She wrote:
“To love Christ more is the deepest need the constant cry of my soul...out in the woods, and on my bed, and out driving, when I am happy and busy, and when I am sad and idle, the whisper keeps going up for more love, more love, more love!”

She searched her hymnal for encouragement and comfort. Elizabeth came to the hymn “Nearer My God to Thee.” Elizabeth began to contemplate the words of her husband and the message of the beloved hymn.

The lyrics of “Nearer, My God, to Thee” was written by Sarah F. Adams and the music was written by Lowell Mason.

Nearer, My God, to Thee! 
Nearer, My God, to Thee, Nearer to Thee!E'en though it be a cross that raiseth me,still all my song shall be,nearer, my God, to thee;nearer, my God, to thee, nearer to thee!
Though like the wanderer, the sun gone down,darkness be over me, my rest a stone;yet in my dreams I'd benearer, my God, to thee;nearer, my God, to thee, nearer to thee!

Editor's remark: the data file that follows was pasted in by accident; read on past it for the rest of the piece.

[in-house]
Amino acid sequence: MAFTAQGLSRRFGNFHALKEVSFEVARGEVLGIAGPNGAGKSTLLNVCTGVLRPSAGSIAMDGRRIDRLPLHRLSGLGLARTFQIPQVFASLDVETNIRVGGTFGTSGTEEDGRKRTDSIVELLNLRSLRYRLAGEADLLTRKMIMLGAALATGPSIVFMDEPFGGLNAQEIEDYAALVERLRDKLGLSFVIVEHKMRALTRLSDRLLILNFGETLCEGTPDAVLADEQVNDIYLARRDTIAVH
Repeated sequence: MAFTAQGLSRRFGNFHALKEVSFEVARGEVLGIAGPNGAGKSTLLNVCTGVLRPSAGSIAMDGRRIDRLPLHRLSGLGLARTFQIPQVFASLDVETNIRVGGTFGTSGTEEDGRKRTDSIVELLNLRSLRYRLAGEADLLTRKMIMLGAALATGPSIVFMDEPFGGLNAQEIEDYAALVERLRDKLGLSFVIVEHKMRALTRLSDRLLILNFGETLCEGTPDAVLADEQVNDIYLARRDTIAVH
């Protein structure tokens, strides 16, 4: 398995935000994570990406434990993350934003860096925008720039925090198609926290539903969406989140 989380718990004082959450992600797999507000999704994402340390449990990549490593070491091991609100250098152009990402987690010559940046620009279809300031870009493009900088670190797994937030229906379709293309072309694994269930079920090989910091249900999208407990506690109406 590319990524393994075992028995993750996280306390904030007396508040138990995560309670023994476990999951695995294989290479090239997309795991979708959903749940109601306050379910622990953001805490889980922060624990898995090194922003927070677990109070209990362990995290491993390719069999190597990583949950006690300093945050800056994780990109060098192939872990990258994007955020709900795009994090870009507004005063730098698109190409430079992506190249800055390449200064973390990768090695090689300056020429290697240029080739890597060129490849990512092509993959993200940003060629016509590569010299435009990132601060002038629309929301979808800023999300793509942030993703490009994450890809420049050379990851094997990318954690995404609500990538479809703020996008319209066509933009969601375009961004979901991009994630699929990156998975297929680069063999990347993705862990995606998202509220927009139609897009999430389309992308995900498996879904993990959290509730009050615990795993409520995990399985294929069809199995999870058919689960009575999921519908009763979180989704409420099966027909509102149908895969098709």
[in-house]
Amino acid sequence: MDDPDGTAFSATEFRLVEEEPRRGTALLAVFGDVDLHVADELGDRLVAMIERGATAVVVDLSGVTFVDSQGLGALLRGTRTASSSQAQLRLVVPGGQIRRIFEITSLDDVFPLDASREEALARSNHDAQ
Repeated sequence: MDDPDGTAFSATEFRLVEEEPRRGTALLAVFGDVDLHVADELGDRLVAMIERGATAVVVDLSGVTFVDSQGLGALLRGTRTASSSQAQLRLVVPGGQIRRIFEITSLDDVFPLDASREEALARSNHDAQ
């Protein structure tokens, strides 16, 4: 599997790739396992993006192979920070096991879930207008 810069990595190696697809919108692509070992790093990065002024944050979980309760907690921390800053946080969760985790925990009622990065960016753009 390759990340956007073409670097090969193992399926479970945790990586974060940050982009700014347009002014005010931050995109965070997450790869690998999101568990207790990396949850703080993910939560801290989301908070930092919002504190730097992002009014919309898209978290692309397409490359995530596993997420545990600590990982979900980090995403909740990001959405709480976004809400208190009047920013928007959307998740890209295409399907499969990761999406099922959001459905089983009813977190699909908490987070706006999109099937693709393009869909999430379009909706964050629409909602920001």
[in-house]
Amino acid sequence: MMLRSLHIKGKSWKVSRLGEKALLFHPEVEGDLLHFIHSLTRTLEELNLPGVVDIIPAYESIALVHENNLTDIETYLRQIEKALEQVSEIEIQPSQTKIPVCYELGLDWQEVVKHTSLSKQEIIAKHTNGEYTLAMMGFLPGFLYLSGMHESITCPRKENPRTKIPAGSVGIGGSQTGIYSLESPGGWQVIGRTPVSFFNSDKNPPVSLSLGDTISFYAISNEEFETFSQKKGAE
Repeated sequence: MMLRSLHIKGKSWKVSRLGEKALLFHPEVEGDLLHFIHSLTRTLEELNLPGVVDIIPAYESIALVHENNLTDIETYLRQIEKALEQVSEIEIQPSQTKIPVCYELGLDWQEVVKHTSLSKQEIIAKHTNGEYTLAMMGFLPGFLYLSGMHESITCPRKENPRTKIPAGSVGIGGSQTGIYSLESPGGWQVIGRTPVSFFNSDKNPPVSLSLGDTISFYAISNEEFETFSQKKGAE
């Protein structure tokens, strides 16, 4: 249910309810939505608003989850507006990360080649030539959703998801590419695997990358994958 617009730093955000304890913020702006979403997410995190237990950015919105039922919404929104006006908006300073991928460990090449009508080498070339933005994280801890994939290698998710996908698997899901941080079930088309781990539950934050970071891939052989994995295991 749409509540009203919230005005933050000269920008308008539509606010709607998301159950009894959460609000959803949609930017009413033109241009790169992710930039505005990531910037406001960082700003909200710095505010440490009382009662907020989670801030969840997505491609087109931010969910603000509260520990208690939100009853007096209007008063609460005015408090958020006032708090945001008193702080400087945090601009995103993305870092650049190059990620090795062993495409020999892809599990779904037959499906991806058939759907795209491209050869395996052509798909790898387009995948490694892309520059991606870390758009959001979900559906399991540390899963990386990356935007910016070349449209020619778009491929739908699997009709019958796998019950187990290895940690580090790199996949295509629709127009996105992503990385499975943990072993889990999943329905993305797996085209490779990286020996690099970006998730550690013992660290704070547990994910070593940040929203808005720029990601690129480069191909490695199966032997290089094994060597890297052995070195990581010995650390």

There let the way appear, steps unto heaven;all that thou sendest me, in mercy given;angels to beckon menearer, my God, to thee;nearer, my God, to thee, nearer to thee!
Then, with my waking thoughts bright with thy praise,out of my stoney griefs Bethel I'll raise;so by my woes to be'nearer, my God, to thee;nearer, my God, to thee, nearer to thee!
Or if, on joyful wing cleaving the sky,sun, moon, and stars forgot, upward I fly,still all my song shall be,nearer, my God, to thee;nearer, my God, to thee, nearer to thee!

As she began to meditate of the advice received from her husband and the message of the hymn; she began to compose a poem. Her poem was in the same metrical pattern as the hymn “Nearer My God to Thee.”

While praying and meditating on God's word and Sarah Adams' hymn “Nearer My God to Thee” four stanzas of her hymn “More Love to Thee” were born. She completed the hymn in the same evening.

After writing the words to her hymn; she kept them to herself. Elizabeth revealed the lyrics of her hymn to her husband thirteen years later. He encouraged her to publish the poem. The poem was printed in a leaflet form in 1869.